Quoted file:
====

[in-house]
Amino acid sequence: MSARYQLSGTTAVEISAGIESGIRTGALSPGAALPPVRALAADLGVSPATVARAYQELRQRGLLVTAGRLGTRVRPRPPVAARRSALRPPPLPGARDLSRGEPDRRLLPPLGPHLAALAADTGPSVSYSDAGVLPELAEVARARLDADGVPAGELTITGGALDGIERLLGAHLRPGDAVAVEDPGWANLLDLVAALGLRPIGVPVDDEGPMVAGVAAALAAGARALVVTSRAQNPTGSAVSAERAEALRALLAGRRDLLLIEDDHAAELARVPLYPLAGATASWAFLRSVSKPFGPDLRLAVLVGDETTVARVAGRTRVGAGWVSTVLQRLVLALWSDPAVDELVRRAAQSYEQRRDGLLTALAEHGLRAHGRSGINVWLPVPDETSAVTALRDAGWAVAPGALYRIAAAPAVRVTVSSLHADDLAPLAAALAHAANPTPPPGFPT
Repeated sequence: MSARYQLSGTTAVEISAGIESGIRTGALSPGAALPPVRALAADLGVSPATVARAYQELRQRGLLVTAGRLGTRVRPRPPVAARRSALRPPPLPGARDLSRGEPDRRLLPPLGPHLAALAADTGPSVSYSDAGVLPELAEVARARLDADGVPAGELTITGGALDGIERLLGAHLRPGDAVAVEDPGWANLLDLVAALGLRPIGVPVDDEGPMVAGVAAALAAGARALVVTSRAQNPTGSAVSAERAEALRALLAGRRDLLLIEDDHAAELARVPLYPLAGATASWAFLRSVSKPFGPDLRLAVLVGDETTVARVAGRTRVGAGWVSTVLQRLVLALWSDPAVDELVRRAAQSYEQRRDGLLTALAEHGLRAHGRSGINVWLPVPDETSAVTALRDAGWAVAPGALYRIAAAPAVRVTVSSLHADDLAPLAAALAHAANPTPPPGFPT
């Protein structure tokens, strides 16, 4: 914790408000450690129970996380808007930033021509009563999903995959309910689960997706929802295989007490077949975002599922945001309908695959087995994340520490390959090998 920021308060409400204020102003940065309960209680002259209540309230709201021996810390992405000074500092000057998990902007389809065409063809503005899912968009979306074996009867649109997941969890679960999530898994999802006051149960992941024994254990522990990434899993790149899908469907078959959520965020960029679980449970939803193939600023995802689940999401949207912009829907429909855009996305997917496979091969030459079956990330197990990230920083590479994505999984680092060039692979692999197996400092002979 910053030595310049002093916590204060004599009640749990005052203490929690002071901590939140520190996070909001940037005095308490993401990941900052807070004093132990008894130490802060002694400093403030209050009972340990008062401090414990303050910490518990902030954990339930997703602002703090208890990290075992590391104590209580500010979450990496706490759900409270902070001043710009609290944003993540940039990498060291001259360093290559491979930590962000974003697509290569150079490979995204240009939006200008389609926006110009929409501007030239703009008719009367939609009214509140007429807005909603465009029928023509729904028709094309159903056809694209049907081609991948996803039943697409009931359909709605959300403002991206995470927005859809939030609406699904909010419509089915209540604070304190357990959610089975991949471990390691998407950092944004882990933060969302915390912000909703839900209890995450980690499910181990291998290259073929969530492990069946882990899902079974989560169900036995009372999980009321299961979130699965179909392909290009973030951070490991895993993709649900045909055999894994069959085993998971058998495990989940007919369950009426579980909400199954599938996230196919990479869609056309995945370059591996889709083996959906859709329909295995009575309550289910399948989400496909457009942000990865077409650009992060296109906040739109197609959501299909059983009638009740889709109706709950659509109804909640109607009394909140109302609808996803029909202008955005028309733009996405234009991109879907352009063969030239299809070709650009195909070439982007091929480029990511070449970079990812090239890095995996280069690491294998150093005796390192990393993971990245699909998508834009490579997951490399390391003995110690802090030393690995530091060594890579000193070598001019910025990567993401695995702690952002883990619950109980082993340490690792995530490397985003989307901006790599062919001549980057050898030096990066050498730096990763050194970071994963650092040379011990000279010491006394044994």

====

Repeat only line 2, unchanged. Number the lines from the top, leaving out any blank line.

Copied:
Amino acid sequence: MSARYQLSGTTAVEISAGIESGIRTGALSPGAALPPVRALAADLGVSPATVARAYQELRQRGLLVTAGRLGTRVRPRPPVAARRSALRPPPLPGARDLSRGEPDRRLLPPLGPHLAALAADTGPSVSYSDAGVLPELAEVARARLDADGVPAGELTITGGALDGIERLLGAHLRPGDAVAVEDPGWANLLDLVAALGLRPIGVPVDDEGPMVAGVAAALAAGARALVVTSRAQNPTGSAVSAERAEALRALLAGRRDLLLIEDDHAAELARVPLYPLAGATASWAFLRSVSKPFGPDLRLAVLVGDETTVARVAGRTRVGAGWVSTVLQRLVLALWSDPAVDELVRRAAQSYEQRRDGLLTALAEHGLRAHGRSGINVWLPVPDETSAVTALRDAGWAVAPGALYRIAAAPAVRVTVSSLHADDLAPLAAALAHAANPTPPPGFPT